(NaturalNews) New research confirms that diabetics have an increased risk of developing Alzheimer's disease. Researchers from the Karolinska Institute in Sweden and the Stockholm Gerontology Research Center reported that people with diabetes are 70 percent more likely to develop Alzheimer's compared to those with normal blood sugar levels.
Type II diabetes is characterized by insulin resistance, a condition where chronic high blood sugar levels have caused an overproduction of insulin. Along with many other side effects, high insulin levels produce inflammation in the body. This inflammation can cause damage in the brain.
"Diabetes does damage some of the vessels particularly neuropathy, which is when your nerves and vessels are damaged in your feet. And now they're saying that damage has gone as far as even brain cells," states Kelly O'Connor, a diabetes educator with Mercy Medical Center.
Another study, led by Rachel A. Whitmer of the Division of Research at Kaiser Permanente in California, looked at the history of more than 22,000 patients with Type II diabetes whose records had been followed for eight years. The study revealed that higher blood sugar counts correlated with an increased risk of developing dementia. Those with very high blood sugar levels showed a dramatically increased risk of dementia.
"With the whole diabetes epidemic we're seeing much more Type II, so are we going to see even more Alzheimer's than we thought we would see? If we continue in this direction, it's a little bit frightening," says Dr. Whitmer.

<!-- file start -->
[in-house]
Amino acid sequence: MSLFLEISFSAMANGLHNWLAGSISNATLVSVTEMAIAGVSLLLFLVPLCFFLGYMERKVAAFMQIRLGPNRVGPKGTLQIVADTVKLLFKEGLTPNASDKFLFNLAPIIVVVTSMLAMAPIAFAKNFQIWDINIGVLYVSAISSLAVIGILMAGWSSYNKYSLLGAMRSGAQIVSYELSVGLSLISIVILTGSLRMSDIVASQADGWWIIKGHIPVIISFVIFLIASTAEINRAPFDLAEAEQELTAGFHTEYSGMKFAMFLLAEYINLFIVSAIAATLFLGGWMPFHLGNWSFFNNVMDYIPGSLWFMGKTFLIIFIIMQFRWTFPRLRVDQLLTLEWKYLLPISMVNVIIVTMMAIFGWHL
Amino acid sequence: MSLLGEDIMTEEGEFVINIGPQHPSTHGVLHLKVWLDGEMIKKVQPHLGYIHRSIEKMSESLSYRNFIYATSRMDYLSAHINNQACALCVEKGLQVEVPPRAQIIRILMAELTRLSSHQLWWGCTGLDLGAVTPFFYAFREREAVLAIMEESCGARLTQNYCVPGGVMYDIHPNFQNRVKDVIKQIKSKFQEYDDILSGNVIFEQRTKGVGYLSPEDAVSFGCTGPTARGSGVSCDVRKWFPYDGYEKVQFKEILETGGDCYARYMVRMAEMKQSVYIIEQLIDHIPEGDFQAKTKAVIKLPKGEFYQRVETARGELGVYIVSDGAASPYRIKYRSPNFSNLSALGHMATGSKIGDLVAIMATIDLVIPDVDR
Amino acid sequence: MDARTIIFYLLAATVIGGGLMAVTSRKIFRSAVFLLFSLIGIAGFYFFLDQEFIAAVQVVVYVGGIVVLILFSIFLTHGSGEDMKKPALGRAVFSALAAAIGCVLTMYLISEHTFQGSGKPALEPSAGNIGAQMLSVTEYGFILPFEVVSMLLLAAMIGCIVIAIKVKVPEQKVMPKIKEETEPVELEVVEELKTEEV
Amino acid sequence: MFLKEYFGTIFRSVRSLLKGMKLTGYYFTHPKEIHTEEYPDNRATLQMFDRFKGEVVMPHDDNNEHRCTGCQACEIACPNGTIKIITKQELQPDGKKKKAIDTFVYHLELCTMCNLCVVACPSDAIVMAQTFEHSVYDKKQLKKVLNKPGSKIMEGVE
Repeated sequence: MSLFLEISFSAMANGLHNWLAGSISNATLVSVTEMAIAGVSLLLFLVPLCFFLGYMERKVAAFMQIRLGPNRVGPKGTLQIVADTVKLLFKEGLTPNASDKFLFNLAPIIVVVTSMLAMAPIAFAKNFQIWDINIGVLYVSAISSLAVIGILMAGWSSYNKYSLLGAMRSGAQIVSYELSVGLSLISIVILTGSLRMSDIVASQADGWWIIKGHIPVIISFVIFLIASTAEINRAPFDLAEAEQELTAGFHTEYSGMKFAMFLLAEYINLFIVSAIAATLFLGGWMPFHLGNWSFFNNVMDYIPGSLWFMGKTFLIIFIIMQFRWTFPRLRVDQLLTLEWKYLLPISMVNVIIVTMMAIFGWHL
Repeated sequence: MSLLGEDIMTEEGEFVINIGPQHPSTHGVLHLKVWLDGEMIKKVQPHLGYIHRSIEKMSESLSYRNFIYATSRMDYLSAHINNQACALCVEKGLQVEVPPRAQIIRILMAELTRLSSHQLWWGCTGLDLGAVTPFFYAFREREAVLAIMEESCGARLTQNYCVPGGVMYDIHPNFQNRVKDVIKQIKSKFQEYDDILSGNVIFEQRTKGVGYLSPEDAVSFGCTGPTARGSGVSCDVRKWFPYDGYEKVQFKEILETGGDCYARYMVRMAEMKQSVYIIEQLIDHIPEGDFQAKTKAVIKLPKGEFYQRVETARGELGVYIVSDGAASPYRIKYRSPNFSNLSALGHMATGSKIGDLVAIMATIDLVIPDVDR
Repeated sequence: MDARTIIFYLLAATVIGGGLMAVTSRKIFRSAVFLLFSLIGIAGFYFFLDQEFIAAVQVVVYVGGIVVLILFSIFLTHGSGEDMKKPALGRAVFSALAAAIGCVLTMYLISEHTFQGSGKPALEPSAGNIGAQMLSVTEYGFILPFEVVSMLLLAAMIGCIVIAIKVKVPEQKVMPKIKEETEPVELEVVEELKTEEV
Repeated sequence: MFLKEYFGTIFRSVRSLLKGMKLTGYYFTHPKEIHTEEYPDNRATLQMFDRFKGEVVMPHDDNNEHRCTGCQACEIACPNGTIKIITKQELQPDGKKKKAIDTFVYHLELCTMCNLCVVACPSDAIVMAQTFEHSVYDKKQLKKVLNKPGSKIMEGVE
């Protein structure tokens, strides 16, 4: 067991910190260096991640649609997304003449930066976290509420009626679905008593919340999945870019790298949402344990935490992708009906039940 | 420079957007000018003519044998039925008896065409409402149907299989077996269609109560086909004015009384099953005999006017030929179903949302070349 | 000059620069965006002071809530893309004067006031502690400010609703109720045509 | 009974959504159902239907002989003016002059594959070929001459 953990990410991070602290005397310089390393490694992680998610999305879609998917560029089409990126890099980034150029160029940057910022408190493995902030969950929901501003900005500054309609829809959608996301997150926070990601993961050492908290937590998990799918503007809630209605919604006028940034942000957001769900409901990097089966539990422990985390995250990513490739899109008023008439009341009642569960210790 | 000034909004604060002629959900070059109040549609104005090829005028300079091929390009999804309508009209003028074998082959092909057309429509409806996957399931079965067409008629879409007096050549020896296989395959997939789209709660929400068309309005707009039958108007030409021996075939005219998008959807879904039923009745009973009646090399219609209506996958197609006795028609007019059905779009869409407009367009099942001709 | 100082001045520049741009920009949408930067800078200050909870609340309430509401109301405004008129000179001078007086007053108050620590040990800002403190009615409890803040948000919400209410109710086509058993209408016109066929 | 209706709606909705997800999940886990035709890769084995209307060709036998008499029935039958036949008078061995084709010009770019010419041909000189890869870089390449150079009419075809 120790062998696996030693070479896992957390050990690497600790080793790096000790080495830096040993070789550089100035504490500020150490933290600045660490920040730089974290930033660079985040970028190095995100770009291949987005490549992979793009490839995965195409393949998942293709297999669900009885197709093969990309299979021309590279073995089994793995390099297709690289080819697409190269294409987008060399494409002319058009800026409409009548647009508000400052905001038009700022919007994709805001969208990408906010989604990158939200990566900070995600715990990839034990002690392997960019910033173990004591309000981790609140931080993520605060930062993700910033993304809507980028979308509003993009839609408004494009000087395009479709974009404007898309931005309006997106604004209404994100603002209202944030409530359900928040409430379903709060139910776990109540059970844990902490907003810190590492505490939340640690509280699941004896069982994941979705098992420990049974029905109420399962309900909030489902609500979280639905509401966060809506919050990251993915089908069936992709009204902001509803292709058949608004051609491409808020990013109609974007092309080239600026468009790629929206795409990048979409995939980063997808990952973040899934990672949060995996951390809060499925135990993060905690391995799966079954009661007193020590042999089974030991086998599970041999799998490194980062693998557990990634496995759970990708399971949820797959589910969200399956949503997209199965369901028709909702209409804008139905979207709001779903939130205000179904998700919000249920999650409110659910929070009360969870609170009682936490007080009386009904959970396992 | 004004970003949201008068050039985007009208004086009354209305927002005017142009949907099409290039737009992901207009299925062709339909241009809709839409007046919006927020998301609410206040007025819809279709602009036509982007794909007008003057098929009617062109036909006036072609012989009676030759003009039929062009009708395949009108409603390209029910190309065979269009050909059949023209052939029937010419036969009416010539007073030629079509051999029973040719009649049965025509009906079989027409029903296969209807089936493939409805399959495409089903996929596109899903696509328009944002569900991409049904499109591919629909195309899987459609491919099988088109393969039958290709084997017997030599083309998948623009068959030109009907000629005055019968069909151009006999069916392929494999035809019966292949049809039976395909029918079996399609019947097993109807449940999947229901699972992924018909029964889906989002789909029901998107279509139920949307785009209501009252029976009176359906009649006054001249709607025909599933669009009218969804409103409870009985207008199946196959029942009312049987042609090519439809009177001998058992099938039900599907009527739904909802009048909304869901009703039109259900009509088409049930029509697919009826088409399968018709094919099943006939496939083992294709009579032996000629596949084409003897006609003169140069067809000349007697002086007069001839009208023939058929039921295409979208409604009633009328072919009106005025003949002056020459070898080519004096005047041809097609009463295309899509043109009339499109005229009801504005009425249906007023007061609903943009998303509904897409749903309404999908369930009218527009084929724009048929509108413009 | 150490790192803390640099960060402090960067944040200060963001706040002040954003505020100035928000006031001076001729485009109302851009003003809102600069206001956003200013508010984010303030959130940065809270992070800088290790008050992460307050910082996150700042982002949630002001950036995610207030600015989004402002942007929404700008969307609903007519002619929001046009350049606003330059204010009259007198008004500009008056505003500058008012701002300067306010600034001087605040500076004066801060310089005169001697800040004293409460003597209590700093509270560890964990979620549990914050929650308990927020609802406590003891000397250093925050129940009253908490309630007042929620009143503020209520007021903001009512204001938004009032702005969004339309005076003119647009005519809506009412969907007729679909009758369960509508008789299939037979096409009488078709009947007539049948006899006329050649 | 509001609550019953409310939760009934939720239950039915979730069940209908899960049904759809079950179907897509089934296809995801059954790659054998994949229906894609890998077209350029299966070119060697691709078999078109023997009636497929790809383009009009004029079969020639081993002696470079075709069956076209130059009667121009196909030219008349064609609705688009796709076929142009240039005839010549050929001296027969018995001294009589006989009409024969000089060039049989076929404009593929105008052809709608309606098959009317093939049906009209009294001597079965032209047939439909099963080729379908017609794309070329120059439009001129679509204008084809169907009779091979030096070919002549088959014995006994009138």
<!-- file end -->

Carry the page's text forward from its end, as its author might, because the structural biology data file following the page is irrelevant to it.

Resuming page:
For someone with type II diabetes
, when blood sugar rises, brain function begins to slow. This occurs even before a diabetic may notice symptoms of blood sugar swings, which is why it is so important for diabetics to develop lifestyle habits that help them control their blood sugar.
The link between diabetes and Alzheimer's
goes even deeper. In both diseases, there is a buildup of the protein amyloid--in the brain in Alzheimer's patients, and in the pancreas in those with diabetes. Too much insulin, a condition common in diabetics, can contribute to the buildup of amyloid in the brain.
"It by no means means that you're going to develop Alzheimer's disease, and certainly many people with Alzheimer's don't have diabetes," says Dr. Ralph Nixon of New York University, vice chairman of the Alzheimer's Association's scientific advisory council. His advice for diabetics is not to panic.
While there may be no reason to panic, there is strong urging for both diabetics and pre-diabetics to take every measure possible to properly manage blood sugar
levels. And since diabetes is a disease which develops because of years of high blood sugar, even people who are not yet at risk for diabetes should do what they can to stay that way.
Managing your blood sugar
is not at all complicated. Exercising and maintaining a healthy weight are two simple ways to combat diabetes. It's also important to consider how your eating habits affect your blood sugar. Refined carbohydrates and sugar are especially known for causing high blood sugar. Eating carbohydrates alone can cause blood sugar to spike, so try eating whole carbohydrates with some protein and healthy fat to prevent this. Making permanent healthy lifestyle habits is your best chance at preventing disease.Sources:
About the author
Elizabeth Walling is a freelance writer specializing in health and family nutrition. She is a strong believer in natural living as a way to improve health and prevent modern disease. She enjoys thinking outside of the box and challenging common myths about health and wellness. You can visit her blog to learn more:www.livingthenourishedlife.com/2009/10/welco...